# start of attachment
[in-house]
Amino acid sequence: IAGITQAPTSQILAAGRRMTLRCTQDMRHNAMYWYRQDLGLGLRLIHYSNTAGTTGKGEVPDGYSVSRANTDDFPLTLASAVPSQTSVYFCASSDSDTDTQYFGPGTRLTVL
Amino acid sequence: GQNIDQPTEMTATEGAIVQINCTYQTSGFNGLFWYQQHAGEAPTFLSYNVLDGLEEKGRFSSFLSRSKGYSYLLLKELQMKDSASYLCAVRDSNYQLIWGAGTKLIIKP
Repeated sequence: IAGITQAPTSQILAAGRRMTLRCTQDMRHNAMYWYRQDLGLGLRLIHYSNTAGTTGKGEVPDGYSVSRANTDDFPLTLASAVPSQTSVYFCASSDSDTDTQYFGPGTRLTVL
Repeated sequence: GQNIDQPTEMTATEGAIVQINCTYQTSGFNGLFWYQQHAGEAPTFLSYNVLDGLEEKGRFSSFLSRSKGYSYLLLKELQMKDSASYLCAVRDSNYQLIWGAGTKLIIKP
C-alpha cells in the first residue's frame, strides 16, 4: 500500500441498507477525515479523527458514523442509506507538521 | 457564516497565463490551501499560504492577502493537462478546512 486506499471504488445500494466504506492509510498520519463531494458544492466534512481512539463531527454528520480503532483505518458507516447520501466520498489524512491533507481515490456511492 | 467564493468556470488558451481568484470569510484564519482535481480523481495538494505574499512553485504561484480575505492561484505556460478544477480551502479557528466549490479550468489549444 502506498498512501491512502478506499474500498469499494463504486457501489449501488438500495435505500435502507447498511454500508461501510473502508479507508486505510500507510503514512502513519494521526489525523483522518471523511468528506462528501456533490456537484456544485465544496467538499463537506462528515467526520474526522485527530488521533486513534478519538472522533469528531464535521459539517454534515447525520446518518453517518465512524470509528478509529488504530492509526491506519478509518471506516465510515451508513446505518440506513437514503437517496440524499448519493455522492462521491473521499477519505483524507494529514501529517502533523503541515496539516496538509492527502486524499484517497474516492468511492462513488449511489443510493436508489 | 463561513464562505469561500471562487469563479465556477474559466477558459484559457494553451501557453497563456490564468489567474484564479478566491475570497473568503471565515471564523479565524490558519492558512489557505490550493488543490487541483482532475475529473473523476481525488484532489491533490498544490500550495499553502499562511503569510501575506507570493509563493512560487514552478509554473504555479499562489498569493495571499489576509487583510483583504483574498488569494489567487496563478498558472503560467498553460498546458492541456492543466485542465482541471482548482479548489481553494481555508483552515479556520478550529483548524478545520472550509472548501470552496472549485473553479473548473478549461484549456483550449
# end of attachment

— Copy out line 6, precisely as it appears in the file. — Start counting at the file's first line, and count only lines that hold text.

C-alpha cells in the first residue's frame, strides 16, 4: 500500500441498507477525515479523527458514523442509506507538521 | 457564516497565463490551501499560504492577502493537462478546512 486506499471504488445500494466504506492509510498520519463531494458544492466534512481512539463531527454528520480503532483505518458507516447520501466520498489524512491533507481515490456511492 | 467564493468556470488558451481568484470569510484564519482535481480523481495538494505574499512553485504561484480575505492561484505556460478544477480551502479557528466549490479550468489549444 502506498498512501491512502478506499474500498469499494463504486457501489449501488438500495435505500435502507447498511454500508461501510473502508479507508486505510500507510503514512502513519494521526489525523483522518471523511468528506462528501456533490456537484456544485465544496467538499463537506462528515467526520474526522485527530488521533486513534478519538472522533469528531464535521459539517454534515447525520446518518453517518465512524470509528478509529488504530492509526491506519478509518471506516465510515451508513446505518440506513437514503437517496440524499448519493455522492462521491473521499477519505483524507494529514501529517502533523503541515496539516496538509492527502486524499484517497474516492468511492462513488449511489443510493436508489 | 463561513464562505469561500471562487469563479465556477474559466477558459484559457494553451501557453497563456490564468489567474484564479478566491475570497473568503471565515471564523479565524490558519492558512489557505490550493488543490487541483482532475475529473473523476481525488484532489491533490498544490500550495499553502499562511503569510501575506507570493509563493512560487514552478509554473504555479499562489498569493495571499489576509487583510483583504483574498488569494489567487496563478498558472503560467498553460498546458492541456492543466485542465482541471482548482479548489481553494481555508483552515479556520478550529483548524478545520472550509472548501470552496472549485473553479473548473478549461484549456483550449